November 13, 2019

Coping with Loss in the Age of the Internet

When my mother, Shulamit E. Kustanowitz, died in May 2011, the in-person Jewish community provided all the basics — post-shivah meals, abundant hugs and three places to say Kaddish: Temple Beth Am for daily minyan, Friday nights at IKAR and Shabbat mornings at B’nai David-Judea. Although I was grateful for the support, my emotional needs during that year turned out to be more complex.

Enter the online community, a place where I have long been quite comfortable in other parts of my life. And in my period of mourning, it was, as always, accessible anywhere and anytime, offering a steady stream of others who reached out with true empathy and suggestions for how to remember my mother in emotionally constructive ways, as well as how to cope with the ongoing recovery process. The live version of community was vital, but the virtual version — anonymous but still immediate — proved equally supportive.

And then, the High Holy Days hit.

“Who shall live and who shall die”
The words of the High Holy Days liturgy center on repentance, on images of a crime-and-punishment system that determines human fate. If you’re grieving and you believe in this system, then you must accept that at this time last year the bell tolled for someone special to you, and, as a result, that person is now lost to you and the world forever. For those mourning a loss, the “U’netaneh Tokef” prayer — enumerating all the different ways people can die — is particularly terrifying.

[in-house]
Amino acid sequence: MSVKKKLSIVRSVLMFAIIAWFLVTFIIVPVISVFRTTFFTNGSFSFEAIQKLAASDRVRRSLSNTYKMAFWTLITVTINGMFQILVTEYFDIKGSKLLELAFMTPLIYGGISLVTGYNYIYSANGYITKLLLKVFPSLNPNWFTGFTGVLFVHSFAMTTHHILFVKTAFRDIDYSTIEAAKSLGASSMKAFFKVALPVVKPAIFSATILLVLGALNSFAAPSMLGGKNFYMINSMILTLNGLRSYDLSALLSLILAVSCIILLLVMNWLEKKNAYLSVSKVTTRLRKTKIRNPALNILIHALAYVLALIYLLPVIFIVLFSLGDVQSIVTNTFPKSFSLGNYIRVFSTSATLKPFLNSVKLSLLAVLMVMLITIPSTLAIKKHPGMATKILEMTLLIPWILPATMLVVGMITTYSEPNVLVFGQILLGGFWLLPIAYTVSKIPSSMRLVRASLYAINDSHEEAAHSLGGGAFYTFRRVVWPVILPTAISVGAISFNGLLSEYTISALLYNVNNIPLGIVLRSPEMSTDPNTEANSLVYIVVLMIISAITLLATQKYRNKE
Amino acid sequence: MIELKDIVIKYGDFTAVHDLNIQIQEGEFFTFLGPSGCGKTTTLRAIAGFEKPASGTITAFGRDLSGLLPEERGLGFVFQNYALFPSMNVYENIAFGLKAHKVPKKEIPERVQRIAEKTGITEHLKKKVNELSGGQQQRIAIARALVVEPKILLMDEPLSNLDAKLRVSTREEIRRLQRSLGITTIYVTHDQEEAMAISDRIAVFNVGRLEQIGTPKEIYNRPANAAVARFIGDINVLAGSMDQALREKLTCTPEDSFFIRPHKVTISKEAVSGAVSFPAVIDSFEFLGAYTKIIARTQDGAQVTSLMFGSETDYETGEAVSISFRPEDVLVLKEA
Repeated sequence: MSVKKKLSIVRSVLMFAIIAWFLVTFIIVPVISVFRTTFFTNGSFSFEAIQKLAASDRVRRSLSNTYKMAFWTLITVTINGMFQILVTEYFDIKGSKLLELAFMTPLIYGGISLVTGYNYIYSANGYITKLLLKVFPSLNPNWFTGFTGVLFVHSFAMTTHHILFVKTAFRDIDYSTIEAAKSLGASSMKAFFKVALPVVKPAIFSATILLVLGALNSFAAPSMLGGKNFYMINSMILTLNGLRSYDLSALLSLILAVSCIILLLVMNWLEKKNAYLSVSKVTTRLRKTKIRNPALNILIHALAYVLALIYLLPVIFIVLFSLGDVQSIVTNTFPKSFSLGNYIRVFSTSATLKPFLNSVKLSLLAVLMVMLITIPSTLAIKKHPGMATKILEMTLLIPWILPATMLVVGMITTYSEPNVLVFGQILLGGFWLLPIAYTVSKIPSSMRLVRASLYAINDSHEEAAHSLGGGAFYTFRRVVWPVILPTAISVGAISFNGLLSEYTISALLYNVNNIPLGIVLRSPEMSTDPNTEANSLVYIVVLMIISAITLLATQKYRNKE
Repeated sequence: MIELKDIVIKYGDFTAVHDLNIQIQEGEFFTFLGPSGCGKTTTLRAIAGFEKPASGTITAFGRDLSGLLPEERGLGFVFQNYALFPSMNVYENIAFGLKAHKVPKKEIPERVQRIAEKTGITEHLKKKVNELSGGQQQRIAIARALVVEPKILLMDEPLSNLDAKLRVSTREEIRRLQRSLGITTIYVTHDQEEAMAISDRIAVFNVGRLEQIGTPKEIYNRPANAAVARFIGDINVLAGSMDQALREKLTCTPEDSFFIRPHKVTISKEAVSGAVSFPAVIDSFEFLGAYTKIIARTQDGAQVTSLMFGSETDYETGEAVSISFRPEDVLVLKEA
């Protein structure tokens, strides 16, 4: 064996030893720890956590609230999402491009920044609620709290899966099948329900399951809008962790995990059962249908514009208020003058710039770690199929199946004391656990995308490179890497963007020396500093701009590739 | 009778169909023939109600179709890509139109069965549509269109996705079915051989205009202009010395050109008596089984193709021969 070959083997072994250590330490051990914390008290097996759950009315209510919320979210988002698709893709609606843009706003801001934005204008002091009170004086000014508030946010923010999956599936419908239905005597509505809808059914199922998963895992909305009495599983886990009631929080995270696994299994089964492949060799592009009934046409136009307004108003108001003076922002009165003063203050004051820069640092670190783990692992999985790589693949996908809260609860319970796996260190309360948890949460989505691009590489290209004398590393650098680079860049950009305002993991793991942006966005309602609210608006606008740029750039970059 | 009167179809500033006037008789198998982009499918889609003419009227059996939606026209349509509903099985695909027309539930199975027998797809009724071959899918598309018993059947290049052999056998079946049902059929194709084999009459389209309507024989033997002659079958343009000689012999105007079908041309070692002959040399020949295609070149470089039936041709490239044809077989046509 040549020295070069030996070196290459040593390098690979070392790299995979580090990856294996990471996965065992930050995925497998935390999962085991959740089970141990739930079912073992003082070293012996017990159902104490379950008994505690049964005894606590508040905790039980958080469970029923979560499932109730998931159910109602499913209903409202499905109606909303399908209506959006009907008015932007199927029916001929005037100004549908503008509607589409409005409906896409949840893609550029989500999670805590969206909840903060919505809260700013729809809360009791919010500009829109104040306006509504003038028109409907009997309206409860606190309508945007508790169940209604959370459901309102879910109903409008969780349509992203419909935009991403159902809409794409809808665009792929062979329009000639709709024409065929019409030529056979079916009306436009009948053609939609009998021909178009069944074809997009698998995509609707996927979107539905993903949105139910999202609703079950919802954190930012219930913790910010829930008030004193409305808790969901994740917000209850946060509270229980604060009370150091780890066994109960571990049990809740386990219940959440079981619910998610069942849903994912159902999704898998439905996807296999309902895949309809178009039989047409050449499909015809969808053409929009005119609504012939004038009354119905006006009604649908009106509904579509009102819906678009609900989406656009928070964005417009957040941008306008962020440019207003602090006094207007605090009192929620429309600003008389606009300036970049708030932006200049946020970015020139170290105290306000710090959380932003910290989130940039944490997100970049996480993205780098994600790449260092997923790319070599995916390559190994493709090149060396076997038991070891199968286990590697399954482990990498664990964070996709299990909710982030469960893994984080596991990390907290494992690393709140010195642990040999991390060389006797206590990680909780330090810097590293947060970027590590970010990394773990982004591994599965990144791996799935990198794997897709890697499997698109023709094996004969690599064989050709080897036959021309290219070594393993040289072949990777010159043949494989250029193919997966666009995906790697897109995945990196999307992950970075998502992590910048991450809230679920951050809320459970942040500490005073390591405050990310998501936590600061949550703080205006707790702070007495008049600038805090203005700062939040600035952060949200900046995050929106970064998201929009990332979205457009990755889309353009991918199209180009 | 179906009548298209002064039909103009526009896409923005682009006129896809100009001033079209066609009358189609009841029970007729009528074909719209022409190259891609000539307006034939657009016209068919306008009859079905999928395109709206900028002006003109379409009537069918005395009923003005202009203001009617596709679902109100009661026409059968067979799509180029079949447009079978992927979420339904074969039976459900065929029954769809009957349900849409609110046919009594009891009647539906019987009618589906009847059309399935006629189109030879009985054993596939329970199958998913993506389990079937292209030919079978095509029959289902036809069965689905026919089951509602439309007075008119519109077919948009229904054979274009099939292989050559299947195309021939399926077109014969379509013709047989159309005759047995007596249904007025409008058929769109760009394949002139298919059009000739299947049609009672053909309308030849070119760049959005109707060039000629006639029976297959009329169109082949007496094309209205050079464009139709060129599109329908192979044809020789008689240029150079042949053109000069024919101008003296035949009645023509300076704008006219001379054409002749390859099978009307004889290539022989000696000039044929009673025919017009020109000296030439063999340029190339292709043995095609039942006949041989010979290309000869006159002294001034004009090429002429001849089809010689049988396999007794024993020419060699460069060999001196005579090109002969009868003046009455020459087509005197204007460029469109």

On Rosh Hashanah in 2003, the New York-based writer and former Forward editor Gabrielle Birkner was standing next to her father in synagogue, reciting “U’netaneh Tokef.” Five months later, her father and stepmother were murdered in a home invasion in Sedona, Ariz. “Reading this prayer every year is extraordinarily painful,” she told me recently. “The Book of Life being sealed was never anything but words and a metaphor to me before, but within a few months of saying it, my father and stepmother died in a really horrible way. I realized that every year the liturgy would be a trigger for me.”

“The High Holy Days can be really isolating,” noted independent writer and producer Rebecca Soffer, who — having lost both her parents within a four-year period — struggled specifically with Yizkor, the memorial prayer service. “Every Yizkor I have attended since losing my parents has been more isolating than comforting,” Soffer said.

When I was growing up, only adults who had lost immediate relatives attended Yizkor. The rest of us, especially the children, spent Yizkor hanging out in the hallways. By the time I moved to New York’s Upper West Side after college, some rabbis had started asking people to stay for Yizkor, in memory of those who — as fallen Israeli soldiers or Holocaust victims — may not have anyone to say Yizkor or Kaddish for them. I understood the reasoning, but emotionally it felt odd. My mother had always made clear to my brothers and me that we would have enough years in our lives that we’d have to stay in for Yizkor; there was no reason to start early. I think she wanted to prevent us from seeing adults break down in grief, and she also knew that, eventually, those tears mourning loss would be our own.